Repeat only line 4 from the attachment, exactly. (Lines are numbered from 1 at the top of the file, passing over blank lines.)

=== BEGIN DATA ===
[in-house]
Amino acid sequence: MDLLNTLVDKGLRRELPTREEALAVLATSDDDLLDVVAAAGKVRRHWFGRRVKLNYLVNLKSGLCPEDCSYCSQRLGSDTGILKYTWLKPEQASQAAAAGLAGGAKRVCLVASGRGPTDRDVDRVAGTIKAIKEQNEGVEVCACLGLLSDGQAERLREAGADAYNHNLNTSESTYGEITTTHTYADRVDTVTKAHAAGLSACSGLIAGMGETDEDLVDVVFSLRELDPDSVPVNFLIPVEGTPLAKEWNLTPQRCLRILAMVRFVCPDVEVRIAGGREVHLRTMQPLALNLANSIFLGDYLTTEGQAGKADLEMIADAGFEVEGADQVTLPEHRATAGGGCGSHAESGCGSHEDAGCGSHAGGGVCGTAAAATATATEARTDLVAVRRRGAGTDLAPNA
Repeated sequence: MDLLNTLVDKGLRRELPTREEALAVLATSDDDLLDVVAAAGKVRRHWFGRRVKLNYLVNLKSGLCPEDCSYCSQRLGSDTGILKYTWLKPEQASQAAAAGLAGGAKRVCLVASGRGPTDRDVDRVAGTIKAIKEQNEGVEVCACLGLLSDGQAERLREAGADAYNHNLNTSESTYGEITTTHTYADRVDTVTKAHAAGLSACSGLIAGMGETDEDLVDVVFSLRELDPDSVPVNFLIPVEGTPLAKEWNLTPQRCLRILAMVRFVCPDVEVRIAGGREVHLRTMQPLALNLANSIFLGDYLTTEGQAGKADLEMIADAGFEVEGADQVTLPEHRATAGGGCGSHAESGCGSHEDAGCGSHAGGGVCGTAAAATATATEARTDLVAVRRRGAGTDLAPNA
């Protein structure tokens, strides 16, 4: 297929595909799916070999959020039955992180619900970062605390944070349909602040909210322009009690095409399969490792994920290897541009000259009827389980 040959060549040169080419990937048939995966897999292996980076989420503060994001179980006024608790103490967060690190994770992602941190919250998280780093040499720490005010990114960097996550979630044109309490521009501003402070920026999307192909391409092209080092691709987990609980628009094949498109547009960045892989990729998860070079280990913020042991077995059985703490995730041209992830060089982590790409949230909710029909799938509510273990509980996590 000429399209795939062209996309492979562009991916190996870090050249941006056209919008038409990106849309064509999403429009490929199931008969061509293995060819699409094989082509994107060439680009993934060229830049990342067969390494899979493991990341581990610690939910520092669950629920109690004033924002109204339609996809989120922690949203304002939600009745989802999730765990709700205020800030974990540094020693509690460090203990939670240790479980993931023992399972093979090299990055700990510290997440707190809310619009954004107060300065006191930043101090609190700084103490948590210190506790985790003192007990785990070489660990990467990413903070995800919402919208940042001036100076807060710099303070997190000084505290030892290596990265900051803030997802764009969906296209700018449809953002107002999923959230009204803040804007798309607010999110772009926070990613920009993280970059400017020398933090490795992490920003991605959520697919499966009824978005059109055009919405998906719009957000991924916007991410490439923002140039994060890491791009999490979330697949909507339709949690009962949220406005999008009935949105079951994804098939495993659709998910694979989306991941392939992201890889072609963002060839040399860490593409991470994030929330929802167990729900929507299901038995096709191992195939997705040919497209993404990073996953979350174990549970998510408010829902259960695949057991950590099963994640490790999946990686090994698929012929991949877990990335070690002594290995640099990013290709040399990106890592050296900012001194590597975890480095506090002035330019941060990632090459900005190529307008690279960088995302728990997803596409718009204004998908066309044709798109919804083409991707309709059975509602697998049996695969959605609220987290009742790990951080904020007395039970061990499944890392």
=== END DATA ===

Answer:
């Protein structure tokens, strides 16, 4: 297929595909799916070999959020039955992180619900970062605390944070349909602040909210322009009690095409399969490792994920290897541009000259009827389980 040959060549040169080419990937048939995966897999292996980076989420503060994001179980006024608790103490967060690190994770992602941190919250998280780093040499720490005010990114960097996550979630044109309490521009501003402070920026999307192909391409092209080092691709987990609980628009094949498109547009960045892989990729998860070079280990913020042991077995059985703490995730041209992830060089982590790409949230909710029909799938509510273990509980996590 000429399209795939062209996309492979562009991916190996870090050249941006056209919008038409990106849309064509999403429009490929199931008969061509293995060819699409094989082509994107060439680009993934060229830049990342067969390494899979493991990341581990610690939910520092669950629920109690004033924002109204339609996809989120922690949203304002939600009745989802999730765990709700205020800030974990540094020693509690460090203990939670240790479980993931023992399972093979090299990055700990510290997440707190809310619009954004107060300065006191930043101090609190700084103490948590210190506790985790003192007990785990070489660990990467990413903070995800919402919208940042001036100076807060710099303070997190000084505290030892290596990265900051803030997802764009969906296209700018449809953002107002999923959230009204803040804007798309607010999110772009926070990613920009993280970059400017020398933090490795992490920003991605959520697919499966009824978005059109055009919405998906719009957000991924916007991410490439923002140039994060890491791009999490979330697949909507339709949690009962949220406005999008009935949105079951994804098939495993659709998910694979989306991941392939992201890889072609963002060839040399860490593409991470994030929330929802167990729900929507299901038995096709191992195939997705040919497209993404990073996953979350174990549970998510408010829902259960695949057991950590099963994640490790999946990686090994698929012929991949877990990335070690002594290995640099990013290709040399990106890592050296900012001194590597975890480095506090002035330019941060990632090459900005190529307008690279960088995302728990997803596409718009204004998908066309044709798109919804083409991707309709059975509602697998049996695969959605609220987290009742790990951080904020007395039970061990499944890392």